Hairston v. Alexander Tank and Equipment Co., 310 N.C. 227, 236, 311 S.E.2d 559, 566 (1984) (quoting Harton v. Telephone Co., 141 N.C. 455, 462-63, 54 S.E. 299, 301-02 (1906)); Jackson v. Howell’s Motor Freight, Inc., 126 N.C. App. 477, 485 S.E.2d 895, disc. review denied, 347 N.C. 267, 493 S.E.2d 456 (1997). Moreover, “[t]he test by which the negligent conduct of one is to be insulated as a matter of law by the independent negligent act of another, is reasonable unforeseeability on the part of the original actor of the subsequent intervening act and resultant injury.” Hairston at 237, 311 S.E.2d at 567 (quoting Riddle v. Artis, 243 N.C. 668, 671, 91 S.E.2d 894, 896-97 (1956)). An independent negligent act will insulate a defendant’s liability where “[t]he facts do not constitute a continuous succession of events, so linked together as to make a natural whole,” and the “intervening act... was not itself a consequence of defendant[’s] . . . original negligence, nor under the control of defendant. . ., nor foreseeable by him in the *533exercise of reasonable prevision.” Williams v. Smith, 68 N.C. App. 71, 73, 314 S.E.2d 279, 280, cert. denied, 311 N.C. 769, 321 S.E.2d 158 (1984).
Ordinarily, the question of whether a separate negligent act intervened and superseded the defendant’s negligence is a question of fact for the jury. Hairston, supra; Davis v. Jessup, 257 N.C. 215, 125 S.E.2d 440 (1962); Williams v. Smith, supra. However, there are cases where summary judgment is appropriate on the issue of insulating negligence. Williams v. Smith, supra. This case is one of those rare cases.
At the heart of land owner liability under the doctrine of attractive nuisance is the duty to protect children of tender years who “because of their youth do not discover the condition or realize the risk.” Broadway v. Blythe Industries, Inc., 313 N.C. 150, 154, 326 S.E.2d 266, 269 (1985); Griffin v. Woodard, 126 N.C. App. 649, 651-52, 486 S.E.2d 240, 242 (1997). “[T]he attractive nuisance doctrine is designed to protect ‘small children’ or ‘children of tender age.’ ” Dean v. Wilson Construction Co., 251 N.C. 581, 588, 111 S.E.2d 827, 832 (1960); Griffin v. Woodard, 126 N.C. App. 649, 486 S.E.2d 240 (1997); Hawkins v. Houser, 91 N.C. App. 266, 371 S.E.2d 297 (1988); Lanier v. Highway Comm., 31 N.C. App. 304, 229 S.E.2d 321 (1976). When children are harmed by the intervening negligent acts of an adult, the harm is not proximately caused by the existence of risks not apparent to them due to their tender years, rather, the children are harmed by the negligent acts of the adult. The intervening adult negligence is not a consequence of the negligent maintenance of a nuisance attractive to children; the scope of the duty created by the doctrine of attractive nuisance is limited by age. The risks created by the intervening negligent act of the adult do not form a “continuous succession of events” with the risks of an attractive nuisance to children of tender years. The land owners are no longer responsible for the risks associated with the attractive nuisance because the children were harmed by the intervening negligence of another adult, not “because of their youth.”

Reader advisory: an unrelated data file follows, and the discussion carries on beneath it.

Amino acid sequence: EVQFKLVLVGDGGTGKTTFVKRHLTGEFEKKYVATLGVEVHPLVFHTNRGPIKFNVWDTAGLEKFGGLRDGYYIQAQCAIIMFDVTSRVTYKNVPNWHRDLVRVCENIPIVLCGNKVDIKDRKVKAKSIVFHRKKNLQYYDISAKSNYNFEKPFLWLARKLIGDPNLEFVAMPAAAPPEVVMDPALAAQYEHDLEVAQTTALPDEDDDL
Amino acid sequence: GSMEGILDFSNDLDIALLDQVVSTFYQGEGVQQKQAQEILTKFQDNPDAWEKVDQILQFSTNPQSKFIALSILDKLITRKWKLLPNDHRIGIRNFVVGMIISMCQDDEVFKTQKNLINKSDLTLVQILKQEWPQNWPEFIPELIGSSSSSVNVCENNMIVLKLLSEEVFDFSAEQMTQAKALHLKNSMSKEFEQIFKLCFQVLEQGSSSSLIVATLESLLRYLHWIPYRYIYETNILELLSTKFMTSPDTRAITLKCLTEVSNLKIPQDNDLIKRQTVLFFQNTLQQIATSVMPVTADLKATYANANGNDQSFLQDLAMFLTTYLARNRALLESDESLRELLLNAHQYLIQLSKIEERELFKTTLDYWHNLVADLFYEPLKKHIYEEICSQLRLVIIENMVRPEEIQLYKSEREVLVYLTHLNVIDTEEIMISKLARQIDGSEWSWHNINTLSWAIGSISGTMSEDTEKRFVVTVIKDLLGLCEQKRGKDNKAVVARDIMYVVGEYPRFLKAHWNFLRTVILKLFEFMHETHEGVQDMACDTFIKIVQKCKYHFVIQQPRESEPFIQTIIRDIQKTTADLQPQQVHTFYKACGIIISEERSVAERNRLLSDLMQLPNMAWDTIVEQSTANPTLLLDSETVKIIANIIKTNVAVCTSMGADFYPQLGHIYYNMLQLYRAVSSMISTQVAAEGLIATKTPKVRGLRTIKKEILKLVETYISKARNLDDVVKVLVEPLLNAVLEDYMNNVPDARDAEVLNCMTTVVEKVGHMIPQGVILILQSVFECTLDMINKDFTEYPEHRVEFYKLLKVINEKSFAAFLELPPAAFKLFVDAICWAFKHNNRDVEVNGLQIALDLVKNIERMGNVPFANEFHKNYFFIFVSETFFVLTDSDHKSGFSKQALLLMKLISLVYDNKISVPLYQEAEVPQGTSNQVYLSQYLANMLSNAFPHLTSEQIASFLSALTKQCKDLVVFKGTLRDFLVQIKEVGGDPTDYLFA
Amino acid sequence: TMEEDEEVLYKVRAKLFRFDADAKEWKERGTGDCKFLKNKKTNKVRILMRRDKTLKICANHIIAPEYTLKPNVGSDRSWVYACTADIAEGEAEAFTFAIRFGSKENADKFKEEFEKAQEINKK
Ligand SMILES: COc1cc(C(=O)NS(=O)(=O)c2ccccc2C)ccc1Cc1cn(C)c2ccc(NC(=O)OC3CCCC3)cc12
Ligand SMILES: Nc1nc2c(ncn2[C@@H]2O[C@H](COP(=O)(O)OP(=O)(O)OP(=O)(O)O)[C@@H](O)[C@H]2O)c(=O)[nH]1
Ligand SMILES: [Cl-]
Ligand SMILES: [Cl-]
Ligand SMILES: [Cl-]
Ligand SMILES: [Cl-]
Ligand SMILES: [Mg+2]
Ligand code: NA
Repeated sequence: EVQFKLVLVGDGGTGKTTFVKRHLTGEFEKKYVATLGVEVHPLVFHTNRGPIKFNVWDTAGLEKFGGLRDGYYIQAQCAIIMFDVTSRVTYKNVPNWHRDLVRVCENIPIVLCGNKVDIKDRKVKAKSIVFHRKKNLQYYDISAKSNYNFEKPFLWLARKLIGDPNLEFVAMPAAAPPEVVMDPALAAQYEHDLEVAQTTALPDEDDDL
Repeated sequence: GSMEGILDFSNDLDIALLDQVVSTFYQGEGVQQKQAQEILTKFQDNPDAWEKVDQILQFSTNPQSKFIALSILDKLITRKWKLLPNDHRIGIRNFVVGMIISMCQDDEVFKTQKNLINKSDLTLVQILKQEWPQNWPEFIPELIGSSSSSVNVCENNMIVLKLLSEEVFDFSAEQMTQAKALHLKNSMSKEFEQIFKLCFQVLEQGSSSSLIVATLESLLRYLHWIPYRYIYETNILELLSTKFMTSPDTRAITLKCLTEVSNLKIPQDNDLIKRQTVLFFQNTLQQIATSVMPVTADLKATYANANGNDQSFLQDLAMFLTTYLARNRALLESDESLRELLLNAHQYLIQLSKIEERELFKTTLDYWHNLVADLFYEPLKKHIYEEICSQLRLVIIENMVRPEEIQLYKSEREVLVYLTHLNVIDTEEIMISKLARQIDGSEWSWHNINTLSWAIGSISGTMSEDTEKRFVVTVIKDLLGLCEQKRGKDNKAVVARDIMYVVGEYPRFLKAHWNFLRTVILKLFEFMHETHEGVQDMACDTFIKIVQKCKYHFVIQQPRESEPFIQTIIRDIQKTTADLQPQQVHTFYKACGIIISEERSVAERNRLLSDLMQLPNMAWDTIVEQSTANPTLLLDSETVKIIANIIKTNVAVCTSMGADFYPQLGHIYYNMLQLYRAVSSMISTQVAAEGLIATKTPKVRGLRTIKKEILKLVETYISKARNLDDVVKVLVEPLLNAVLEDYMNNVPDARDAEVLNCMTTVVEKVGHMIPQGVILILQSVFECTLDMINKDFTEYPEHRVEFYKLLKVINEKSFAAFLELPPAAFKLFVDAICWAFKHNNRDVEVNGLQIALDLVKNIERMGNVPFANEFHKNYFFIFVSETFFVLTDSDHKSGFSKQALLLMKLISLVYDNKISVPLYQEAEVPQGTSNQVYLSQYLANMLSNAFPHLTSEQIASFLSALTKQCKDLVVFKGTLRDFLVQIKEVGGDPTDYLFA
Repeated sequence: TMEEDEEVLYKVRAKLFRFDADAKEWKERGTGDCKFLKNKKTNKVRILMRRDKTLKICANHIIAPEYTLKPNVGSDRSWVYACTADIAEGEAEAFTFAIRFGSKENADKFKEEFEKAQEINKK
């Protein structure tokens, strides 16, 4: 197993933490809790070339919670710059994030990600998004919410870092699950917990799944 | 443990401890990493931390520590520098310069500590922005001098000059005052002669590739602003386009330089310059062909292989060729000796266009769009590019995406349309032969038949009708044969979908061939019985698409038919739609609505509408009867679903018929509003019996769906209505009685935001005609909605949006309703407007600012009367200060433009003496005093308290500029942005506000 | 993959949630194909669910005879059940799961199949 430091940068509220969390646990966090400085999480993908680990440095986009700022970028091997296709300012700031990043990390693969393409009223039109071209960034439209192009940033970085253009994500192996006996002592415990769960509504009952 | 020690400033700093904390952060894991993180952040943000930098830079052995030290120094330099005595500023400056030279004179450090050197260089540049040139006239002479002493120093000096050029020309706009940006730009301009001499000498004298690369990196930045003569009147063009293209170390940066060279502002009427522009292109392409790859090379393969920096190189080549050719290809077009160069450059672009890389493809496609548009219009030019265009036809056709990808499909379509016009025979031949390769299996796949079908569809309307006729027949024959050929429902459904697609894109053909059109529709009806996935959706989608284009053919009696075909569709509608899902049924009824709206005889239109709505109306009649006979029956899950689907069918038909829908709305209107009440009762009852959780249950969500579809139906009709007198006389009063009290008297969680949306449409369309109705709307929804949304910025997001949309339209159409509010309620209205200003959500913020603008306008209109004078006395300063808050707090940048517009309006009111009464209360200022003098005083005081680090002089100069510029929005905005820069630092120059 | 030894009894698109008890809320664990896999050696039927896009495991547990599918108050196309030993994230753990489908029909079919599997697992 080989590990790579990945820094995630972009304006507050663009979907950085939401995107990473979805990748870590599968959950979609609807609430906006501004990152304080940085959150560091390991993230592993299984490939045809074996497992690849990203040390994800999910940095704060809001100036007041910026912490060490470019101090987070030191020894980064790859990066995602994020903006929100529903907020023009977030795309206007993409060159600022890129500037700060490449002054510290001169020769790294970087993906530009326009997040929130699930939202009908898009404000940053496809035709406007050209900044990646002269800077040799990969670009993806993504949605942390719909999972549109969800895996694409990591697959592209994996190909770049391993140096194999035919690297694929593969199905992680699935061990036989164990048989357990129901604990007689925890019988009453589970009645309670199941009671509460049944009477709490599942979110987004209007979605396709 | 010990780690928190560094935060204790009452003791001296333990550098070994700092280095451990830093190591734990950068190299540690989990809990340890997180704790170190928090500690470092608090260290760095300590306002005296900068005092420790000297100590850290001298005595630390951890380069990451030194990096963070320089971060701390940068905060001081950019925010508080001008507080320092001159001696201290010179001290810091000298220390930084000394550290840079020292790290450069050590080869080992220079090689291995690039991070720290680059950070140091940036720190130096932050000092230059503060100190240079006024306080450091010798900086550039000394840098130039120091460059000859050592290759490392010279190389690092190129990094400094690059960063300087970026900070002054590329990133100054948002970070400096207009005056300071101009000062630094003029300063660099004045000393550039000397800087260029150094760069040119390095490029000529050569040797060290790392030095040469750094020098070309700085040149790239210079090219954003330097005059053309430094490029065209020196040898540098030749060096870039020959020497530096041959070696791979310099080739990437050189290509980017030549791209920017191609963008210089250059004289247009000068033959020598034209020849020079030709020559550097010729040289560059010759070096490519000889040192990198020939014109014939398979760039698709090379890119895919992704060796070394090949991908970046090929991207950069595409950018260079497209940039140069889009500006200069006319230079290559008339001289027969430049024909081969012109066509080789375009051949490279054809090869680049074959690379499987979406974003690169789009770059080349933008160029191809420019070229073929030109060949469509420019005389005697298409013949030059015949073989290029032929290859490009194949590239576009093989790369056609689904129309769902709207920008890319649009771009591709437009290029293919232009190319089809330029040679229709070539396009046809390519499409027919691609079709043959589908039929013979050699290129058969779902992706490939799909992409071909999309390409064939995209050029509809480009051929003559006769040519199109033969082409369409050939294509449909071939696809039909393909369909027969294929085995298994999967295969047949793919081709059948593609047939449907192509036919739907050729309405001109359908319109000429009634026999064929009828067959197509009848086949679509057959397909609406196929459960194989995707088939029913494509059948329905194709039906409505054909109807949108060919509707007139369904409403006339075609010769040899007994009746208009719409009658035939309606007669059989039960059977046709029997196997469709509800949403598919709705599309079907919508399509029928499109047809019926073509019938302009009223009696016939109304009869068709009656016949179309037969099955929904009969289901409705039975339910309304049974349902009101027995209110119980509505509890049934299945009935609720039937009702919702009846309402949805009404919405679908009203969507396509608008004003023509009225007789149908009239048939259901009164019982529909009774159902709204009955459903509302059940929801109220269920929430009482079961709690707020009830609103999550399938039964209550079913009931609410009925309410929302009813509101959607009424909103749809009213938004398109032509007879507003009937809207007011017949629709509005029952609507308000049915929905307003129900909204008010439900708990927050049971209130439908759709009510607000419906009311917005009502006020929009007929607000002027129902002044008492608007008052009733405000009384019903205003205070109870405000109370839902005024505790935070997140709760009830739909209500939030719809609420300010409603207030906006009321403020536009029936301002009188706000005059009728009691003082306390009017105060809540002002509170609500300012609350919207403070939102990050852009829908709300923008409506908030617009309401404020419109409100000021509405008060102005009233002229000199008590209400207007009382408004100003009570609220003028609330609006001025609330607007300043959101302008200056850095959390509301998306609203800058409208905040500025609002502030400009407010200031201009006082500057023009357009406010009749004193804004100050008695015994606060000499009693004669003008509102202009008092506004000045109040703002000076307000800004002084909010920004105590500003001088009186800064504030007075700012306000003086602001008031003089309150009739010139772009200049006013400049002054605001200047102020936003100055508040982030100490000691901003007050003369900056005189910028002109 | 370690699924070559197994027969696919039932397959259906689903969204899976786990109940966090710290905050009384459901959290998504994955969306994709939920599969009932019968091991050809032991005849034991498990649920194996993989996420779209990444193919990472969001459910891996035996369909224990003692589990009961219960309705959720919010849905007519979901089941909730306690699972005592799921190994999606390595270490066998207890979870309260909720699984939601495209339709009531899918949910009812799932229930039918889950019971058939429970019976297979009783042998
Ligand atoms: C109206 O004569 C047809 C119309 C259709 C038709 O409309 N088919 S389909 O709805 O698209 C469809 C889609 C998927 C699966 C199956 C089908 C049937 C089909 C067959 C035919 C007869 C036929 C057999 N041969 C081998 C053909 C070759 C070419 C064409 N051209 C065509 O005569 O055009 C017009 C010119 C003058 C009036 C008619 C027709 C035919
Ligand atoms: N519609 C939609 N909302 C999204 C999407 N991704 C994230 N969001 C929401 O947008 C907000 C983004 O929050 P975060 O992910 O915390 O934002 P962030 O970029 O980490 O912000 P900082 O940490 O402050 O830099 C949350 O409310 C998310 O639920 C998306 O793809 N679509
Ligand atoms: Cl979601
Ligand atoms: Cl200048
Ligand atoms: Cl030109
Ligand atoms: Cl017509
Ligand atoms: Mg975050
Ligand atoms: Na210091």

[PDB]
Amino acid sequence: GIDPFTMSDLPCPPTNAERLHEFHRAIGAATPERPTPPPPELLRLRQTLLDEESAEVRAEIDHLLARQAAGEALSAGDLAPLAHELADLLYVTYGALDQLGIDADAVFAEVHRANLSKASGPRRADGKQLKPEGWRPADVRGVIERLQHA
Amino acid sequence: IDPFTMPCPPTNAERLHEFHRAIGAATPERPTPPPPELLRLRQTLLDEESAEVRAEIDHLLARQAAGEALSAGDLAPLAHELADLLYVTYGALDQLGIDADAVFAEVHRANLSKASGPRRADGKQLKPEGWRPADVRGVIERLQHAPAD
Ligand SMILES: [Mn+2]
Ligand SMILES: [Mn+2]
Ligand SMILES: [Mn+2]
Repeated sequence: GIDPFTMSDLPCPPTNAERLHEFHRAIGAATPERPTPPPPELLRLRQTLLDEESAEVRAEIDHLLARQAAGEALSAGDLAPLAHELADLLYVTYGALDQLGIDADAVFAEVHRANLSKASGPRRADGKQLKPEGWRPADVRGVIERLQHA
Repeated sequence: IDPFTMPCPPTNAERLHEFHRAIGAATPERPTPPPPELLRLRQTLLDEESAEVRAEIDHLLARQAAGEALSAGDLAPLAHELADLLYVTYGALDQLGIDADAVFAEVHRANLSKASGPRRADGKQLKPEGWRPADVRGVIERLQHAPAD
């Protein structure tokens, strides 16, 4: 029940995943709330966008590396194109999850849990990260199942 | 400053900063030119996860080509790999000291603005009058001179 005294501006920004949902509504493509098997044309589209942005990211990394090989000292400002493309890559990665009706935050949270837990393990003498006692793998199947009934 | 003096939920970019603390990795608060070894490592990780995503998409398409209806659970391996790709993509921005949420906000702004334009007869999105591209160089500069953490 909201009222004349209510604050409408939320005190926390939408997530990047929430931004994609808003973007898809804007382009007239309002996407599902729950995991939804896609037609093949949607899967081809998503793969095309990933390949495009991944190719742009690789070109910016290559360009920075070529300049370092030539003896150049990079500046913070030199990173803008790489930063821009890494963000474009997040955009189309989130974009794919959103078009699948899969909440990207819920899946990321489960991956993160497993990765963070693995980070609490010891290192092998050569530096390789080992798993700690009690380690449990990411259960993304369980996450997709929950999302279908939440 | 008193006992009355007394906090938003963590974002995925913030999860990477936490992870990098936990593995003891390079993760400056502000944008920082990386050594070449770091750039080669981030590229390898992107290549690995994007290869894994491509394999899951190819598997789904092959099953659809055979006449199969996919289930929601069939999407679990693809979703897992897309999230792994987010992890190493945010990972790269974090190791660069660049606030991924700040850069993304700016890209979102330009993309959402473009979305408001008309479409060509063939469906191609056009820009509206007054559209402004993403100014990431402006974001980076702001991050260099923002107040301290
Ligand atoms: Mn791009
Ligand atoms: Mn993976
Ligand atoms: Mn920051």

In this case, the undisputed facts show that the forty-two year old Cook in the company of the five children ignored signs prohibiting trespassing, helped place the boat in the water, and boarded a four-person paddle boat with six passengers having no life preservers. Under these circumstances the children were not harmed by a hidden artificial condition not apparent to them “because of their *534youth”; rather, as a matter of law, they were harmed by the intervening negligent act of the adult, Cook.
The trial court’s entry of summary judgment for defendants is affirmed.
Judges TIMMONS-GOODSON and HORTON concur.